After Northern France fell to the Nazis, Lyon became the seat of the
French Resistance. Information, arms, and supplies flowed across the
mountains and into the city, where the nation's bravest freedom fighters
plotted liberation. The Nazis were not amused, and in spring 1943
occupied the city with horrific intent. The infamous Klaus Barbie,
"Butcher of Lyon," installed his Gestapo forces here.
Today, this former military hospital and seat of malevolence has been
been transformed into a moving museum, a must-see for anyone interested
in the era. It documents Lyon's dark
est hours with dignity, using photographs and evocative exhibits, such
as the vehicles used to deport Jews and other undesirables, and excerpts
from Barbie's trial for crimes against humanity.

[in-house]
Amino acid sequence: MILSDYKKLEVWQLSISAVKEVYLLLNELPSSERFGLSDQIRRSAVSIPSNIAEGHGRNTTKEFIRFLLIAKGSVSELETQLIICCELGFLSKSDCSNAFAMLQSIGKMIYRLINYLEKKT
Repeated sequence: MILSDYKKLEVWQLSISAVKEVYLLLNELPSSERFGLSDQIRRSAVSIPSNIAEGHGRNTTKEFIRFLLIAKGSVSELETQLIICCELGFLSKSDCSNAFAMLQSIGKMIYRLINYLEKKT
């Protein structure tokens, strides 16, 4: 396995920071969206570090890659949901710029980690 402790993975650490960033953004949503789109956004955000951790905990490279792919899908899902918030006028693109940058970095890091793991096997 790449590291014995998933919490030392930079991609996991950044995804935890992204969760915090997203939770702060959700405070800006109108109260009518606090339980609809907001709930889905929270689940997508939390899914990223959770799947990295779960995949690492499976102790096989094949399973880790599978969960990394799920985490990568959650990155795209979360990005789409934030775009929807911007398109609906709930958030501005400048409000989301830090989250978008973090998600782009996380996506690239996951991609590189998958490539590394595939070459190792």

Multilingual audio guides make it accessible to anyone.
In addition to the museum, the Centre d'Histoire de la Resistance et
de la Deportation operates a documentation center (open Wednesday
through Saturday) that is free to the public, offering more than 45,000
relevant works, 10,000 photographs, 5000 videos and 700 first-hand
testimonies from those persecuted during WWII.
You can reach the center on either Tramway
T2 (Centre Berthelot) or metro line B (Jean Macé).